Next week the third UKOUG Development Engineering SIG of the year happens at the Oracle London office. I should have blogged about it sooner but we experienced a slight agenda malfunction hem hem. Fortunately our friends in Oracle Consulting have come through to plug the gaps and spare my blushes. It's ended up being themed around some of the newer tools in the Oracle development space. We have two presentations on Application Express, two on JDeveloper and one on PHP.
I have been trying for ages to get somebody to talk about PHP and Oracle without success. So I am grateful to Tim Hall for accepting the challenge. I'm hoping that he'll turn up in his full ACE Director fig: tiara, ermine robe and chain of office. Also speaking is Jeremy Duggan, better known as the Chair of the Modelling & Design SIG. I think this is Jeremy's first time on the other side of the fence , so I'll keep my fingers crossed for him during his presentation. The session which most intrigues me is Simon Day, talking about requirements and testing with JDeveloper. Mapping user requirements to delivered code is one of IT's black holes, so I am keen to known what JDev offers us in this regard.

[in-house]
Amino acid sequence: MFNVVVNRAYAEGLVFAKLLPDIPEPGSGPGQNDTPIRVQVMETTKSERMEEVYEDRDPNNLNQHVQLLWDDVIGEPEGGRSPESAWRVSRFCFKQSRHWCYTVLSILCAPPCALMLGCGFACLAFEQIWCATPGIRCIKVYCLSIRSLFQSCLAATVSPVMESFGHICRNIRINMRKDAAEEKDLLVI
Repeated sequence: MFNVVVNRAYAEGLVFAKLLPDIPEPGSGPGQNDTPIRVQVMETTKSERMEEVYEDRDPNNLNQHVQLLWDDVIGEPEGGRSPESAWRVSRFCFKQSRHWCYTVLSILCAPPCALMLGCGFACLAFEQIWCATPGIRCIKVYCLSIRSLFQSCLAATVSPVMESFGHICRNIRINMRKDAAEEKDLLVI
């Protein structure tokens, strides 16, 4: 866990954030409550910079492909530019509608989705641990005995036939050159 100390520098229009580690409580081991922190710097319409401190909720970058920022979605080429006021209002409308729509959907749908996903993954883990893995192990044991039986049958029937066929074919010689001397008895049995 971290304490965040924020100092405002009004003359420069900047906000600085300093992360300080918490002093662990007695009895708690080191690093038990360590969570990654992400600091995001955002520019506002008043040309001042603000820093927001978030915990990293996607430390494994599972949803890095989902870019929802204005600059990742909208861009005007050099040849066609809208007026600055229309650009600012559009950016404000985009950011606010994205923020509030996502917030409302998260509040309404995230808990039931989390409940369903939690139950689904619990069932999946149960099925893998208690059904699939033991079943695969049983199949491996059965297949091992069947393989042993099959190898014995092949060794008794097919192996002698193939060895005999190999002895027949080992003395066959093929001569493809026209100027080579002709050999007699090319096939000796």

One of the talks I tried to get but which didn't materialise was an introduction to the Microsoft development environment. It occurred to me whilst listening to Xen Lategan's presentation at BVP in June that I knew very little about the Microsoft architecture. I could guess the function most of the boxes in the architectural diagram because the Oracle/J2EE stacks have similarly-shaped boxes in similar places. As the October agenda seemed to be moving towards a tools theme I thought it would be an ideal opportunity for Microsoft to evangelise their toolset to a fresh audience.
Unfortunately the only presentation they could offer me was a talk on Visual Studio 2008 New Features, which apparently would enthuse the audience to upgrade immediately from VS2005. As I doubt that any of the expected audience uses VS of any flavour I had to regretfully turn this down. Still it is good news for those people who regard Microsoft as an all-devouring beast. The Borg has assimilated all the customers it wants right now, at least on the development tools front. Presumably the unassimilated remnants are too hardcore (or too few!) to be worthwhile. So we're safe ... for the time being.